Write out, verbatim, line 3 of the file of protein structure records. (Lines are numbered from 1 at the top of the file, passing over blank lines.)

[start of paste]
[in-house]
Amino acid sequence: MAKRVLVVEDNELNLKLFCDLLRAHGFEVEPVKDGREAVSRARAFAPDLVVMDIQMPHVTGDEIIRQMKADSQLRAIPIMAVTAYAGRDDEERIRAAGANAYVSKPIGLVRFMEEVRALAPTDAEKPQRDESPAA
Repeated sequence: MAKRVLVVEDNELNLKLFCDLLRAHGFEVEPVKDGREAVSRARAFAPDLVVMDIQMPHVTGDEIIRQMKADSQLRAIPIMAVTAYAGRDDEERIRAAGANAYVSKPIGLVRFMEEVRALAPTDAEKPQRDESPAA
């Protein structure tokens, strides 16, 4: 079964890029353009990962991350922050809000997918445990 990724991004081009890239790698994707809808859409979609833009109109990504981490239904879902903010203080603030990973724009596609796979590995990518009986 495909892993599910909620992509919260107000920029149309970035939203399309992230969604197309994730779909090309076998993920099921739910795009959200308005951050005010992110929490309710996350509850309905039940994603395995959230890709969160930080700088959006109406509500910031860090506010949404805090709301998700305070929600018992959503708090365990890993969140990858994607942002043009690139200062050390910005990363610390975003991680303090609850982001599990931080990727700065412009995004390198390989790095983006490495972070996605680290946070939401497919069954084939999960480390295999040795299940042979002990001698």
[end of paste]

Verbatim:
Repeated sequence: MAKRVLVVEDNELNLKLFCDLLRAHGFEVEPVKDGREAVSRARAFAPDLVVMDIQMPHVTGDEIIRQMKADSQLRAIPIMAVTAYAGRDDEERIRAAGANAYVSKPIGLVRFMEEVRALAPTDAEKPQRDESPAA